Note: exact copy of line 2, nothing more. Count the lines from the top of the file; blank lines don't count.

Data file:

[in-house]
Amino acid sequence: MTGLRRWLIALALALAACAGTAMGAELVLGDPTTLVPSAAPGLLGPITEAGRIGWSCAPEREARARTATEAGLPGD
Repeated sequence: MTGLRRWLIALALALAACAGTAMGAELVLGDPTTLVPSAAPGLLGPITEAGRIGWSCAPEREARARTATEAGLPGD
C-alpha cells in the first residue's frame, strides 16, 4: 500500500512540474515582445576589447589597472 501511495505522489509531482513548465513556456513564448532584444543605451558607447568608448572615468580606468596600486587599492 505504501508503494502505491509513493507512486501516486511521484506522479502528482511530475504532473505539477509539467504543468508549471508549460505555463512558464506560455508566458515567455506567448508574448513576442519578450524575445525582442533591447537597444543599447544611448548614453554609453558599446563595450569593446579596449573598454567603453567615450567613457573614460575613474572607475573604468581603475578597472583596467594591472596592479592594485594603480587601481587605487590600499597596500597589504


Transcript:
Amino acid sequence: MTGLRRWLIALALALAACAGTAMGAELVLGDPTTLVPSAAPGLLGPITEAGRIGWSCAPEREARARTATEAGLPGD